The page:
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AMBS academics contribute to major report on UK productivity

Academics from across AMBS have contributed to a major report showcasing key policy areas which the UK needs to focus on to translate productivity gains into improved living standards and well-being.

The Productivity Agenda was launched this week in Westminster as part of National Productivity Week, a week-long awareness campaign to highlight the importance of productivity organised by The Productivity Institute (TPI), which is based at AMBS.
The report concludes by calling for the creation of a new Growth and Productivity Institution which would provide independent expertise and credibility to shape effective, co-ordinated and lasting pro-productivity policy.

Net zero opportunity

Among the AMBS academics who contributed to the report were Jonatan Pinkse, Professor of Strategy, Innovation and Entrepreneurship, who wrote about the green transition and the opportunity of net zero.

He said: “The transition to net zero is an opportunity for businesses to improve productivity, generate new jobs, and create the markets of the future, but this is not guaranteed. While the prospects are promising, many sectors have not yet reached the tipping point where making the transition is the obvious move.

“While the UK was long considered a climate leader, it is now struggling to maintain this position. The rhetoric is in place, but concrete policy actions are lagging in comparison to close competitors in Europe and beyond.”

Regional inequalities

Professor Philip McCann, Chair of Urban and Regional Economics, and Raquel Ortega-Argiles, Chair of Regional Economic Development, wrote about regional productivity inequalities.

Said Professor McCann: “Productivity differences in the UK have been increasing for some 35 years. For instance, London’s productivity is more than one and a half times the UK average, while the regional productivity divergence in the UK is among the most extreme of all OECD countries.”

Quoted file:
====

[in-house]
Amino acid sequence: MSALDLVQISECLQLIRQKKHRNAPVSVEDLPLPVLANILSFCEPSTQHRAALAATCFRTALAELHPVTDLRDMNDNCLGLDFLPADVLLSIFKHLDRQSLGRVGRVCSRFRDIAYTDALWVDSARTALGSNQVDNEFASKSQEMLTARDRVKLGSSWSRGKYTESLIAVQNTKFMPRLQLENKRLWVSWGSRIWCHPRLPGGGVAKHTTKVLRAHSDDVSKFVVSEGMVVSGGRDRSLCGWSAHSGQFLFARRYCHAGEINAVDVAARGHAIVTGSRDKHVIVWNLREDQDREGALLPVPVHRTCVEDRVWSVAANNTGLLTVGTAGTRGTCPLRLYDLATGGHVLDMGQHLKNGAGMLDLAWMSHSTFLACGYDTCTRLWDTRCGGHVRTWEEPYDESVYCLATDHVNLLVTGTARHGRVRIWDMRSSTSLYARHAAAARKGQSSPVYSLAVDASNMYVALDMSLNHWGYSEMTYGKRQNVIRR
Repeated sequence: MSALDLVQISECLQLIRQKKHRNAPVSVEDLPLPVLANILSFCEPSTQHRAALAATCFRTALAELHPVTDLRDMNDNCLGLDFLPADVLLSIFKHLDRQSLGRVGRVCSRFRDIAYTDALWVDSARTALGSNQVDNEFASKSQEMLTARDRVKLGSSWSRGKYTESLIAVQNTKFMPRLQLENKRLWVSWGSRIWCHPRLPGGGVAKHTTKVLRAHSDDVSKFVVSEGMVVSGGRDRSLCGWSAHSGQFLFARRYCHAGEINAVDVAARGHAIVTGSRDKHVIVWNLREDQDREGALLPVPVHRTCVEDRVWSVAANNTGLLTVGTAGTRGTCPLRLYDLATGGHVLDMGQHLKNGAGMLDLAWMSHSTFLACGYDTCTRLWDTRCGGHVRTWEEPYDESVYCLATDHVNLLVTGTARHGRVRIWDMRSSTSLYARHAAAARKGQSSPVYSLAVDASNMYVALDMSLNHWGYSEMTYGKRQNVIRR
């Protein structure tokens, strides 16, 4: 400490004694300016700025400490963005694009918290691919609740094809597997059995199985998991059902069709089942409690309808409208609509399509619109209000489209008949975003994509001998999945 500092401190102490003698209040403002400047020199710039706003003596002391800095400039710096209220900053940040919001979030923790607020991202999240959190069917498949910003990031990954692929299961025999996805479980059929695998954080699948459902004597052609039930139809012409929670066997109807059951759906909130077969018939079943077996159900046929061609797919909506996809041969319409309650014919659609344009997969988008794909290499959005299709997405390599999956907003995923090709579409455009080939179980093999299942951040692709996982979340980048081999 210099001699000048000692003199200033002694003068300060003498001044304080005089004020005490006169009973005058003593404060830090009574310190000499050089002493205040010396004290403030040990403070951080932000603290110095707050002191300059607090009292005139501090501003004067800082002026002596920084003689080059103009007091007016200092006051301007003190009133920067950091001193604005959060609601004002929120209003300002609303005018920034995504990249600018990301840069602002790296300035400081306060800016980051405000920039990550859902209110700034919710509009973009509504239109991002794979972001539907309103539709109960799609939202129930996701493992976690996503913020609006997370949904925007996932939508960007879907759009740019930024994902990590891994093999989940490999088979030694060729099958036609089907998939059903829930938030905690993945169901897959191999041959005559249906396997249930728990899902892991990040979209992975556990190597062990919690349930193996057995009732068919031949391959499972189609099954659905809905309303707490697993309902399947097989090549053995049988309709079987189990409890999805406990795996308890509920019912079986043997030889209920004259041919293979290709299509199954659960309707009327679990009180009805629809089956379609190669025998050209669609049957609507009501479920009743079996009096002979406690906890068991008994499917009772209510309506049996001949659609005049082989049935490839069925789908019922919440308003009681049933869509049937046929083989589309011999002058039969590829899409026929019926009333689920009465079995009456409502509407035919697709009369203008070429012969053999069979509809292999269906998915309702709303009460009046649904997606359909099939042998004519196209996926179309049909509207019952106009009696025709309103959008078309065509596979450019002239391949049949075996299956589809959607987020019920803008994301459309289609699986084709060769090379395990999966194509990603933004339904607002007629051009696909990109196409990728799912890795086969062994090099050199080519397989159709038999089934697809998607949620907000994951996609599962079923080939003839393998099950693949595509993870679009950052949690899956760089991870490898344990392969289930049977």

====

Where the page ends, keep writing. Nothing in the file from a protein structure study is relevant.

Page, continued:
Added Professor Ortega-Argiles: “The productivity differences between UK cities as well as regions are amongst the highest in the industrialised world. This all goes to suggest that the usual agglomeration processes are not evident in many UK cities.”

Research and development

Professor Richard Jones, Vice-President for Regional Innovation and Civic Engagement at The University of Manchester, also wrote about the role of research and development (R&D) in addressing productivity gaps.

He added: “The policy questions facing the UK concerning the relationship between the UK’s past record in R&D and its current productivity performance go beyond the question of what the total amount of R&D investment should be. In addition to how much R&D a country does, it is also important to consider what kind of R&D is being done, where in the country it happens, and in what kinds of institutions.”


Professor Bart van Ark, Managing Director of TPI, added: “The UK’s dismal productivity requires an urgent and comprehensive policy agenda, embracing businesses, public services and infrastructure, workers and communities. In this report we make the powerful case for an independent growth and productivity institution, and set out a blueprint for its design.”

Professor Diane Coyle, Editor of The Productivity Agenda and a Director of TPI, added: “We’ve not been investing enough, not in business, not in infrastructure, not in education, not in research, for a long period now. And if you don’t do the investment you’re not going to get the growth.”


The aim of National Productivity Week was to inspire UK policymakers, business leaders, and managers to prioritise productivity as central to the agenda for economic growth and well-being, bridging the divides between different policy perspectives. It is the first UK-wide awareness campaign around productivity since 1963.

The report launch in Westminster also featured a panel discussion among academics, businesses and industry. Panellist Will Hutton, a leading economics author and commentator, said: “This report makes a big contribution to the national conversation around productivity and shows that ideas matter. We need a mindset change and recognition that Britain faces a development challenge as well as a productivity challenge.”

View The Productivity Agenda by clicking on the image below:

Front cover of the Productivity Agenda